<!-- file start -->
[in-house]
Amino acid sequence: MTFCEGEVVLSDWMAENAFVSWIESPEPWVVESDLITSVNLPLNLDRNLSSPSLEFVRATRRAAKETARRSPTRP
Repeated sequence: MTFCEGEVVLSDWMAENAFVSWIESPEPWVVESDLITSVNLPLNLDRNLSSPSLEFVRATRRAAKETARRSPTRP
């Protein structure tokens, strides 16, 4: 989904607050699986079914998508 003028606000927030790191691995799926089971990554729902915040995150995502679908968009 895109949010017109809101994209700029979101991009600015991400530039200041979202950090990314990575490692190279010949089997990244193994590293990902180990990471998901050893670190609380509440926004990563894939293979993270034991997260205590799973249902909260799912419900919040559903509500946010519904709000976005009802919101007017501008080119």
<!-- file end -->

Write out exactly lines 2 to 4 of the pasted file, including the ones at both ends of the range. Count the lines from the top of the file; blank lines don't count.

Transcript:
Amino acid sequence: MTFCEGEVVLSDWMAENAFVSWIESPEPWVVESDLITSVNLPLNLDRNLSSPSLEFVRATRRAAKETARRSPTRP
Repeated sequence: MTFCEGEVVLSDWMAENAFVSWIESPEPWVVESDLITSVNLPLNLDRNLSSPSLEFVRATRRAAKETARRSPTRP
């Protein structure tokens, strides 16, 4: 989904607050699986079914998508 003028606000927030790191691995799926089971990554729902915040995150995502679908968009 895109949010017109809101994209700029979101991009600015991400530039200041979202950090990314990575490692190279010949089997990244193994590293990902180990990471998901050893670190609380509440926004990563894939293979993270034991997260205590799973249902909260799912419900919040559903509500946010519904709000976005009802919101007017501008080119």